According to director Todd Phillips, set life on Joker "felt like the inmates were running the asylum," which was actually a really good thing.
Joker was one of the most polarizing films of the year, if not the entire decade (though loving or hating Spring Breakers still results in cinephilic throwdowns to this day). However, most people in the film community are in agreement that what Todd Phillips and his team managed to do was rather special: make a 60 million dollar superhero movie that wasn't quite a superhero movie. Joker was entirely about a supervillain, and it still reached superhero movie box office sales... a little over $1 billion.
It makes you wonder how they did it. What did the Joker team tap into in order to produce the critical success of a dark character study, but with the box office receipts of a comic book tentpole?
We spoke to Joker DP Larry Scher about the process on the No Film School Podcast:
In his interview with Indiewire, Todd Phillips offfered some answers as well as sharing a number of interesting facts about Joker's production. Check it out below:
Phillips touches on a lot of interesting aspects of the film, including writing a film that was difficult to sell, getting criticized early on for his comments on "woke culture," and working with other departments to make the film look "grounded."
However, one of the more salient insights he brings up is the freedom he was able to give his actors to perform exactly way they wanted to. Not just on the Joker set, but on all of his sets. Recalling a comment he received on the Due Date set, he says, "I was doing a movie with Robert Downey Jr. and Zach [Galifianakis]... and Robert came up to me one day and said, 'I feel like we're making a student film.'" Phillips continued, "I took that as a compliment; I knew what he meant. It just felt like the inmates were running the asylum, and I think that makes an actor feel really free to try things and free to fuck up, quick frankly."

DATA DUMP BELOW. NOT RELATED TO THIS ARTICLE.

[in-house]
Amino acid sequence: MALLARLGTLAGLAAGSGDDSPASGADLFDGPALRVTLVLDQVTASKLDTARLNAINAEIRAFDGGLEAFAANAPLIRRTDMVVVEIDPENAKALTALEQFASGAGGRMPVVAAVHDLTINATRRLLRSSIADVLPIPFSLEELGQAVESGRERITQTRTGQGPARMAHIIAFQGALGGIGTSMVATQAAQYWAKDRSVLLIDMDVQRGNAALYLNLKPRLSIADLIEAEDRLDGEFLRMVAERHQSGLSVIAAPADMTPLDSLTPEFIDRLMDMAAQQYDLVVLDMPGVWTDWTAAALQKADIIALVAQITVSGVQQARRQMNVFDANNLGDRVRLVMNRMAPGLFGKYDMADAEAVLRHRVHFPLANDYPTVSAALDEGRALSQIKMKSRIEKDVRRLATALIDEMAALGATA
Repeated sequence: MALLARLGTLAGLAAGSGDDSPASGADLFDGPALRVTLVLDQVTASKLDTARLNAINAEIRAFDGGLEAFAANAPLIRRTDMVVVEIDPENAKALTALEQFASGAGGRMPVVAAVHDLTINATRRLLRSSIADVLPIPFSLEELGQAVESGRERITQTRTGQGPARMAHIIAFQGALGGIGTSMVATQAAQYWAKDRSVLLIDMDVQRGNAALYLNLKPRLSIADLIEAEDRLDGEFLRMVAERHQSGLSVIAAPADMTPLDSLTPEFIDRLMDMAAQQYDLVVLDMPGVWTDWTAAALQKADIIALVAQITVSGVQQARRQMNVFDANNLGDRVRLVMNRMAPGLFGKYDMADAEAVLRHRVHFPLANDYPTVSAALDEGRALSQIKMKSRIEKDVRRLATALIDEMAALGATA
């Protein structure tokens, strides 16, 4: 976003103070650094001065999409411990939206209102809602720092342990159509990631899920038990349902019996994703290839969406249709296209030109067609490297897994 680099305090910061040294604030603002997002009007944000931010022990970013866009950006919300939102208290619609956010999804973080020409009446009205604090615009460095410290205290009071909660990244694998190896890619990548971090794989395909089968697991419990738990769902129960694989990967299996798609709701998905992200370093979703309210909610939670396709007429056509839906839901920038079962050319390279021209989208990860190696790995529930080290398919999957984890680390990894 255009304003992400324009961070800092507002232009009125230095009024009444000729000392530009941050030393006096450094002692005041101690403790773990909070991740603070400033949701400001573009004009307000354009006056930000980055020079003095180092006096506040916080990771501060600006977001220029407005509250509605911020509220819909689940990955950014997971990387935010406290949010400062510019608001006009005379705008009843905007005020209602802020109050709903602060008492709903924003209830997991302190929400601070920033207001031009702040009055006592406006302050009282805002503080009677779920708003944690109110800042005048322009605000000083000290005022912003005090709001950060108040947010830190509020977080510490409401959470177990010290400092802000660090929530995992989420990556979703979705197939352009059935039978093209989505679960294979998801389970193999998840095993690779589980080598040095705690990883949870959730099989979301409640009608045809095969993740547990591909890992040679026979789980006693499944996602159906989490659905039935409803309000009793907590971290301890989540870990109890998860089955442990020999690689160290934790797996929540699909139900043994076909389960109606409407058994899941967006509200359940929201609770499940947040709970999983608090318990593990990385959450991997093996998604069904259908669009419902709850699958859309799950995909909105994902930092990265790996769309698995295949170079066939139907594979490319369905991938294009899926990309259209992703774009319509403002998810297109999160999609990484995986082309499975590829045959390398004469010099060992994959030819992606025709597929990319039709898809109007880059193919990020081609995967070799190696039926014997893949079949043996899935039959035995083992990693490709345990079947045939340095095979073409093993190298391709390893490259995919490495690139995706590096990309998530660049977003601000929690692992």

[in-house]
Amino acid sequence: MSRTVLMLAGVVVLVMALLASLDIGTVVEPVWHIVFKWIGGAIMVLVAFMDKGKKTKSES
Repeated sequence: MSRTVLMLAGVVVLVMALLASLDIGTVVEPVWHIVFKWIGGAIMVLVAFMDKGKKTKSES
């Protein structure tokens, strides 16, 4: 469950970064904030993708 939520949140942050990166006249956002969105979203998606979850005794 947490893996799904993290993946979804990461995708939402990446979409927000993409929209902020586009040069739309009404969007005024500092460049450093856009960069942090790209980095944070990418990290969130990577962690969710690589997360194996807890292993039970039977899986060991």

Perhaps that sense of bedlam that Phillips brought to the Joker set was important not only to give Joaquin Phoenix enough freedom to fully explore the pain and eventual depravity of Arthur Fleck but also to infuse the film itself with a certain spirit of anarchy. "Somebody said to me...that the movie feels like it was directed by The Joker, and I really like that," Phillips said. "It felt like there was an agent of chaos behind the film... not just in what the film was about."
What was that "agent of chaos?" Well, maybe it's the improvisation on set. Phillips shares an anecdote about how filmmaking is "jazz" rather than "math," and if you've ever played improvisational music like jazz, then you know that part of the reason you love the experience is that it's a little scary. Phillips comes from a comedic background so he is well-versed in using improvisation to allow actors to take risks, "use the space," and get weird.
It's interesting... the acting method he used to make his funny films funnier turned this dark film darker.
Joker's painful laughter makes a little more sense now.